Usefulness and limitations of sequential serum tryptase for the diagnosis of anaphylaxis in 102 patients

Anna Sala-Cunill, Victoria Cardona, Moises Labrador-Horrillo, Olga Luengo, Olga Esteso, Teresa Garriga, Maria Vicario, Mar Guilarte

Research output: Contribution to journalArticleResearchpeer-review

114 Citations (Scopus)


Copyright © 2012 S. Karger AG, Basel. Background: The diagnosis of anaphylaxis is based on clinical history since no reliable biological marker is currently available to confirm the diagnosis. Objective: It was the aim of this study to determine sequential serum tryptase concentrations during anaphylaxis and to evaluate its potential as a diagnostic marker. Methods: We performed a prospective study including patients with acute anaphylaxis (according to the National Institute of Allergy and Infectious Disease/Food Allergy and Anaphylaxis Network criteria) attending the emergency department. Demographic characteristics, anaphylactic triggers, specific risk factors, clinical characteristics and management of anaphylaxis were recorded. Serum tryptase was measured at 1-2 h (T1), 4-6 h (T2) and 12-24 h (T3) following onset of the episode and at basal conditions (TB). Results: A total of 102 patients were included (63 females, mean age 47.4 ± 19.1 years). Tryptase concentration at T1 (19.3 ± 15.4 μg/l) was significantly higher than at T2, T3 and TB (all <11.4 μg/l; p < 0.0001). Importantly, tryptase was not raised in 36.3% of cases; furthermore, in 60.6% of these patients, no changes were observed in tryptase levels comparing T1 and TB (ΔT1-TB = 0). Tryptase was more frequently elevated in more severe anaphylaxis (p < 0.0001) and positively correlated with the grades of severity (p < 0.001, r = 0.49). Anaphylaxis was more severe and tryptase concentration higher when the causative agent was a drug compared to food, both at T1 (p = 0.045) and at TB (p = 0.019). Age and coronary risk factors were associated with more severe anaphylaxis (p = 0.001). Conclusion: Tryptase is a biomarker related to the severity of anaphylaxis. However, since its concentration remains unaltered in a considerable number of patients during acute anaphylaxis, there is a need for more reliable diagnostic biological tests.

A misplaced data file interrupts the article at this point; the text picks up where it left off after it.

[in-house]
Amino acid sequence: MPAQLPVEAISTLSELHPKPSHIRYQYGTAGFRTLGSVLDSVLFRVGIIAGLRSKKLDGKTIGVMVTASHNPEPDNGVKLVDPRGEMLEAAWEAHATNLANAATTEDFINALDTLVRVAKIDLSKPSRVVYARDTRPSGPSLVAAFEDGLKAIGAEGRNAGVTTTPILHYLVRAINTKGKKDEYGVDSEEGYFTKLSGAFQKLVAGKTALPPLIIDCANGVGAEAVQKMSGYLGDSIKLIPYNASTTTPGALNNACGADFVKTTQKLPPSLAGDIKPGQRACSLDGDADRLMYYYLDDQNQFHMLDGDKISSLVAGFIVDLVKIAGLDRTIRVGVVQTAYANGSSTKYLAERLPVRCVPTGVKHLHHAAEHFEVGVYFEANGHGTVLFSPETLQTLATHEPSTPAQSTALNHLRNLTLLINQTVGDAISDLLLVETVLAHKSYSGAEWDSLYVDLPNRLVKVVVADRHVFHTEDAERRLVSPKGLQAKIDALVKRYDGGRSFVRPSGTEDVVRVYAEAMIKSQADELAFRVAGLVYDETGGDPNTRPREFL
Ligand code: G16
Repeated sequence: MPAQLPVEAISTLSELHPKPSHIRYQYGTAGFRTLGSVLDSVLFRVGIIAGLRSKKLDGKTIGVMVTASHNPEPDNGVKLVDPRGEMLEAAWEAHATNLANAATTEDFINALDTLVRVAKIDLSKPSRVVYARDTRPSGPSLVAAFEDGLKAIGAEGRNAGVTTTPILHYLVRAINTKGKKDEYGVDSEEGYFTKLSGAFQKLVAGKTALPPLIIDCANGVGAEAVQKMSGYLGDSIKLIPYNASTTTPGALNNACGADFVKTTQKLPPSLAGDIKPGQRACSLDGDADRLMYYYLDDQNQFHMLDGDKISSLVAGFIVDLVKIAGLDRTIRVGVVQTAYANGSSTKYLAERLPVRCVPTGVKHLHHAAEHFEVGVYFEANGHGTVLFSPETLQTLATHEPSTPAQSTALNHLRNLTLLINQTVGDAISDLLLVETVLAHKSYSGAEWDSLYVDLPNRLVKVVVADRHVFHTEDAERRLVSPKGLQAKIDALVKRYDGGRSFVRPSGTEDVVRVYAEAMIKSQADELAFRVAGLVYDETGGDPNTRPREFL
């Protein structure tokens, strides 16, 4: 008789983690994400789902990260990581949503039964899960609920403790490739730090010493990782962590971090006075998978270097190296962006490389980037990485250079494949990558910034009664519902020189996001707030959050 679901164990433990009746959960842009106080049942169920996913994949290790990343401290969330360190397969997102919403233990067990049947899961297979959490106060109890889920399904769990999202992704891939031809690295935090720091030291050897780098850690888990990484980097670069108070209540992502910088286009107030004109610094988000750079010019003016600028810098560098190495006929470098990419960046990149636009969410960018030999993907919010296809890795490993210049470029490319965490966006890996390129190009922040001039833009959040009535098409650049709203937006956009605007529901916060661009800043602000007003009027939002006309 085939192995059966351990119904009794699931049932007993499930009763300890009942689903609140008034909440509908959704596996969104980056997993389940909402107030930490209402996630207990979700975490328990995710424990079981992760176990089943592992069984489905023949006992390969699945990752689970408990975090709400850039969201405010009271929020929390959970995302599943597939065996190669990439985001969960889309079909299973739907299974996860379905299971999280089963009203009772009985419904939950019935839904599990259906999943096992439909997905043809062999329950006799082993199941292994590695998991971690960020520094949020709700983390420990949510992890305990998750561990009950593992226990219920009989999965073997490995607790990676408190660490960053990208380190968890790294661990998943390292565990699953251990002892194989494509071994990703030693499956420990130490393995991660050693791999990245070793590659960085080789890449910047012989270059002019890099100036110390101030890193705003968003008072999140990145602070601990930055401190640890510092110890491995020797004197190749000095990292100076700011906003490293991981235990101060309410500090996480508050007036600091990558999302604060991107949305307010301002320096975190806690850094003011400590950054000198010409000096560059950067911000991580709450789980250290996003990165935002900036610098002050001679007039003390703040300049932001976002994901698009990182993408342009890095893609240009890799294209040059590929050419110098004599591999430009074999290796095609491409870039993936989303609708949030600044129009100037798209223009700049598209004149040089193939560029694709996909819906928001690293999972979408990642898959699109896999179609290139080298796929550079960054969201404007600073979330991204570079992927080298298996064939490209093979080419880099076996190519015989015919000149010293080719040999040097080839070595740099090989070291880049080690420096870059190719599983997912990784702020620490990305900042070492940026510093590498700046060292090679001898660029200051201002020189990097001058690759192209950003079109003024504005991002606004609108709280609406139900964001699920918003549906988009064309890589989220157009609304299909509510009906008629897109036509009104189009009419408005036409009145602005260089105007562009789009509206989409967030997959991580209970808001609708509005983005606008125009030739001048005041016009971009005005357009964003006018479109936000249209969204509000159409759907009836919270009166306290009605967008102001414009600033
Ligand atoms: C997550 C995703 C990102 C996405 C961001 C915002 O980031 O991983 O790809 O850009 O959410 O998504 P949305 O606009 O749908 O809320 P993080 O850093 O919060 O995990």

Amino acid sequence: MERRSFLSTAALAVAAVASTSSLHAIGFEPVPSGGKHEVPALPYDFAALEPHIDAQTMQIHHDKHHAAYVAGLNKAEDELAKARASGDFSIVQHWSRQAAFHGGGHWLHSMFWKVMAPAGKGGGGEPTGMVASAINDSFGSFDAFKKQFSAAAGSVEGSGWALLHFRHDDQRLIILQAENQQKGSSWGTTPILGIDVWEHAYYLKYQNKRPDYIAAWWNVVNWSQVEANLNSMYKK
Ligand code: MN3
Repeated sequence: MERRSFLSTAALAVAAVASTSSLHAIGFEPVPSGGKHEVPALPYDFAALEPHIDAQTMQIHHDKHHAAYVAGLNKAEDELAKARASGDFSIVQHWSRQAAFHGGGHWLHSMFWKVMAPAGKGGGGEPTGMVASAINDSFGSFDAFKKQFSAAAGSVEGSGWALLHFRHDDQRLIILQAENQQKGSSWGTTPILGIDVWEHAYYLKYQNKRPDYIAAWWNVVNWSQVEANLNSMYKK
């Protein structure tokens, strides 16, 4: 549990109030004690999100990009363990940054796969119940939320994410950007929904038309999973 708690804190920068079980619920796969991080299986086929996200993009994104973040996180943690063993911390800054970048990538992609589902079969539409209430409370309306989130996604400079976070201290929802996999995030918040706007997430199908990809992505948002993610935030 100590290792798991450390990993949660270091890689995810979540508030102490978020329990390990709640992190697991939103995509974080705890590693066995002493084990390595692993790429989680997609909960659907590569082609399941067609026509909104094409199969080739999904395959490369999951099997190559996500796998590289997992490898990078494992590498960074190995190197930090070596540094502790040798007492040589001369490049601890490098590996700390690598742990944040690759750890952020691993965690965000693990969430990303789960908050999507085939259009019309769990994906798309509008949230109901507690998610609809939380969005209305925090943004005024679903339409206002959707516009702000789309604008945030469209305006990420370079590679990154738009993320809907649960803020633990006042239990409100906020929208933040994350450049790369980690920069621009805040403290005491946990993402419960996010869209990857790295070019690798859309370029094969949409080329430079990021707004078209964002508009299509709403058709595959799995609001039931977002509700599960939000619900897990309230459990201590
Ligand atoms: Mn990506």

Original languageEnglish
Pages (from-to)192-199
JournalInternational Archives of Allergy and Immunology
Issue number2
Publication statusPublished - 1 Jan 2013


  • Adrenaline
  • Anaphylaxis
  • Drug allergy
  • Emergency
  • Epinephrine
  • Food allergy
  • Mast cell
  • Tryptase


Dive into the research topics of 'Usefulness and limitations of sequential serum tryptase for the diagnosis of anaphylaxis in 102 patients'. Together they form a unique fingerprint.

Cite this